One of my favorite parts about any job I’ve had is working with children. I generally prefer children to adults because they are eager to learn and explore new ideas. They don’t hang on so hard to preconceived notions. They are open to people and experiences. Even two year olds can be reasonable compared to some adults I’ve known!
Tom and I are thankful that, as part of our job here at Kings Mountain, we spend plenty of time working with children. Kings Mountain has more school groups than any other park I’ve seen. In a typical week we have 500 school children visiting. They might be 4th graders from Kings Mountain or 8th graders from Greenville. They might be high school Seniors working on their service awards. They might be home-schooled children working on the Jr. Ranger badge. They might be Cub Scout packs eager to earn another patch.
During the month we have been here at Kings Mountain this fall, we have enjoyed working with children from each of these categories. Tom loves to do weapons demonstrations. The kids always love the “boom” that comes from firing the musket.
We had Education Days again this fall, hosting 1,000 children from different school districts in the area. I wrote about Education Days last spring. Tom fired the musket and showed “What’s In My Haversack?” I taught the “Soldier, Soldier” song and laughed along with the kids as they tried to don the appropriate pieces of colonial clothing.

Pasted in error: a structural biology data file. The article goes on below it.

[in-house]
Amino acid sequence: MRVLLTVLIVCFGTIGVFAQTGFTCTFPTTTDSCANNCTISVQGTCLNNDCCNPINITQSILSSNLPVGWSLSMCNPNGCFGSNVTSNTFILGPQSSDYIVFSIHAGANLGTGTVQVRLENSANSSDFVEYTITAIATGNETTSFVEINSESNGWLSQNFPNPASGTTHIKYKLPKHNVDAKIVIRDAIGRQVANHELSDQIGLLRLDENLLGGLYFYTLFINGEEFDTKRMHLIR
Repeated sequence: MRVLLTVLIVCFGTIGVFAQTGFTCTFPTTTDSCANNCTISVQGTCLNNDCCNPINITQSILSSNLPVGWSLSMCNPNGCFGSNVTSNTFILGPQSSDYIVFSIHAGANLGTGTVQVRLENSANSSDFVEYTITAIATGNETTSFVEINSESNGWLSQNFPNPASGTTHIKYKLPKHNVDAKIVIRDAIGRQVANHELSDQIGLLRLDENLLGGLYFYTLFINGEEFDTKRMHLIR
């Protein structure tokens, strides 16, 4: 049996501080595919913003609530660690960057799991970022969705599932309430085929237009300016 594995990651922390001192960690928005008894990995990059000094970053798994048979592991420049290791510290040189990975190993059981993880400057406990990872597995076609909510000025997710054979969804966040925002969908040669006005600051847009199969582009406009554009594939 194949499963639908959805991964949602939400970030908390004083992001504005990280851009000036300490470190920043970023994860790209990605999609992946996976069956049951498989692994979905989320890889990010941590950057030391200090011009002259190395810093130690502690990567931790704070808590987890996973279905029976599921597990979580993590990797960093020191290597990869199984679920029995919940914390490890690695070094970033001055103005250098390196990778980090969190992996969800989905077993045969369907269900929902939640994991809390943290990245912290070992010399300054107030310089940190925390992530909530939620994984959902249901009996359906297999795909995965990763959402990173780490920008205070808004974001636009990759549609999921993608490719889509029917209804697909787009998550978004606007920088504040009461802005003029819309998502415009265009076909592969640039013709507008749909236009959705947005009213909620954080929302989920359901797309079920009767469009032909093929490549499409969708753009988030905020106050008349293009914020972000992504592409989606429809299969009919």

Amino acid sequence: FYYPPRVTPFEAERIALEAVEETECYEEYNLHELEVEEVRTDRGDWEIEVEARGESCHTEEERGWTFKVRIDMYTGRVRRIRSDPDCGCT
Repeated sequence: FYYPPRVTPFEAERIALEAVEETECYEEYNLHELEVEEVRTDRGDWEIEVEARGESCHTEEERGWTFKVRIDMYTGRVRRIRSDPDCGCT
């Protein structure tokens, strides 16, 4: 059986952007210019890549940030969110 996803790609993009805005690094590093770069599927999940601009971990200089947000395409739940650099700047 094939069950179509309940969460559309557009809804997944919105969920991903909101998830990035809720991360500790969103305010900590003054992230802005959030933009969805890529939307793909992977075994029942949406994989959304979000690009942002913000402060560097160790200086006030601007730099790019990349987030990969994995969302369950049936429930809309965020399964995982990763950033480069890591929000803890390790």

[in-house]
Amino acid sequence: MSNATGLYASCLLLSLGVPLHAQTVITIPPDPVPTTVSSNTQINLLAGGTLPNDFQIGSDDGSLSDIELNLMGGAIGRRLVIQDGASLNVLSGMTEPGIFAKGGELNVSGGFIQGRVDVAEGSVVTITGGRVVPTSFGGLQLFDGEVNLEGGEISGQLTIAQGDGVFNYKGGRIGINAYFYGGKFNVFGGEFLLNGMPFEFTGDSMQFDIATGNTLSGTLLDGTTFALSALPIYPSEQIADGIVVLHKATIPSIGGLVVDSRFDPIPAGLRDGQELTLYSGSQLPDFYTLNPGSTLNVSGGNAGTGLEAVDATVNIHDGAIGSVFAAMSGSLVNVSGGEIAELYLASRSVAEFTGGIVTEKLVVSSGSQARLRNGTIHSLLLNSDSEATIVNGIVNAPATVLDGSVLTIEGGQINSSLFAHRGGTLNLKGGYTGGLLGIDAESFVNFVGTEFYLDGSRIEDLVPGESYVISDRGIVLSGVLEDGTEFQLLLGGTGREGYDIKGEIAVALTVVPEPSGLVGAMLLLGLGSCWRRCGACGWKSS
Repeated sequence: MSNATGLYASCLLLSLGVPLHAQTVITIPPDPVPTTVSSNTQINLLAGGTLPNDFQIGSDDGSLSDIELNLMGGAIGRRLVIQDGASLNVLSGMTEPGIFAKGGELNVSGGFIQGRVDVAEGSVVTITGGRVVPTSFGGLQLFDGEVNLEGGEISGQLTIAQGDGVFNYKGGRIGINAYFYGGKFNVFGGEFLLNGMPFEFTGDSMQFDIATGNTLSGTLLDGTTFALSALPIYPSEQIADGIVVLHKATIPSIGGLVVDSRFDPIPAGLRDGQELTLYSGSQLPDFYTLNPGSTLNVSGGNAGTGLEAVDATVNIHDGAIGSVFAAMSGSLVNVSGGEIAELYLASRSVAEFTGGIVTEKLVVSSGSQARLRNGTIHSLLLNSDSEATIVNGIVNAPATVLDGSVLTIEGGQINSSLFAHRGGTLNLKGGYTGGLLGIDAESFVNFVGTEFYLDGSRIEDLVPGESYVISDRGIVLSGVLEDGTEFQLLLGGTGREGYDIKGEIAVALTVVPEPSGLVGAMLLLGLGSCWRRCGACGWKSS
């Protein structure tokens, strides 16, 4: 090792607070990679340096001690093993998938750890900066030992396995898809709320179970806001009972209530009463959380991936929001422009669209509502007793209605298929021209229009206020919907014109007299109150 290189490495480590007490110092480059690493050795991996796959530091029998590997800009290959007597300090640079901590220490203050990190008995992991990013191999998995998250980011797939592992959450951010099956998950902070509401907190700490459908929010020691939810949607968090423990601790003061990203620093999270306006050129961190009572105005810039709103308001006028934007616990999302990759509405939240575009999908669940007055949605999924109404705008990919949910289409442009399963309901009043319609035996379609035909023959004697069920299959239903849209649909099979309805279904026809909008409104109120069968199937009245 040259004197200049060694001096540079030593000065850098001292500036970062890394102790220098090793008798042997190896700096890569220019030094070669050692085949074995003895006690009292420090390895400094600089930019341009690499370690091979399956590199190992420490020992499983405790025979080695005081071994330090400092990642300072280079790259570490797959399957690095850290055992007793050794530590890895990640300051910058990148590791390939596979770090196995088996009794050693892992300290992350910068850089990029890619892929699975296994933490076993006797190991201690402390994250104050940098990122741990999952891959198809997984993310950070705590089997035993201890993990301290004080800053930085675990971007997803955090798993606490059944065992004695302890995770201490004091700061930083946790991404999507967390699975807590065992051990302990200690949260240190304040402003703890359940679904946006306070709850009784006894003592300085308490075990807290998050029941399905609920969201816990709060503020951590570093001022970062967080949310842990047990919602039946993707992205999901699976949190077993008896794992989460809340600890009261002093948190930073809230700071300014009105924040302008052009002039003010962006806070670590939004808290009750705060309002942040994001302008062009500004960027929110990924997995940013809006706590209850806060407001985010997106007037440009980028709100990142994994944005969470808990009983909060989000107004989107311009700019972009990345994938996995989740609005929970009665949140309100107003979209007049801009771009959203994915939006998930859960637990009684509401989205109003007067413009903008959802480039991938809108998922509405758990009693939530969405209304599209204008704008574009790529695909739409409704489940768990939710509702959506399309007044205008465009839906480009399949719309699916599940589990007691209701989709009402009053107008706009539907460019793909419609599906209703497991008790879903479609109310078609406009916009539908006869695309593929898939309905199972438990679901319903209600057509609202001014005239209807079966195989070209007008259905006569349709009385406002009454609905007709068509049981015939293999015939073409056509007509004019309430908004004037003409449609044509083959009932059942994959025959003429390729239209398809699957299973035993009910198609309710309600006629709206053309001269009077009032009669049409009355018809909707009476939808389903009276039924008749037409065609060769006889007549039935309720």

Before the children came, Tom and I stayed busy making 1,000 cartridge candies. Each school child that visits during Education Days gets one. We make them the same way we make the black powder cartridges used in the muskets but with different ingredients. We roll a piece of paper, stick in a gumball (the musket ball), and fill the tube with kool-aid mix (the powder). Then we twist the top. We encourage the children not to eat them while at the park because we don’t need that sugar rush hitting them all at once!
During the Anniversary Weekend, we had special activities for children. We helped them make sachets, toss toys, sign a loyalty oath, and seal a Declaration of Independence. These were all things we could do in the rain under a tent on Saturday, but it was more fun to do it with the sunshine on Sunday. We are always amazed at how long a child raised on screens will play with a stick, some string, and a rope ring.
Last weekend there were finally enough staff that Tom and I were able to set up a living history demonstration. We dressed in our colonial clothes and started a fire. Tom demonstrated different fire starting methods. I cooked Apple Brown Betty in a dutch oven and demonstrated candle making. We melted some wax and let the children who stopped by dip their own candles. The pot we used was small, so most of the candles were stumpy, but the kids enjoyed having a candle they had made themselves.
Tom and I love working with children. When we do, we are helping the children connect with the park and creating a memory that will stay with them. My favorite moment is when their eyes light up as they dig in to participate in learning. We have done our job: helping future generations explore the national parks.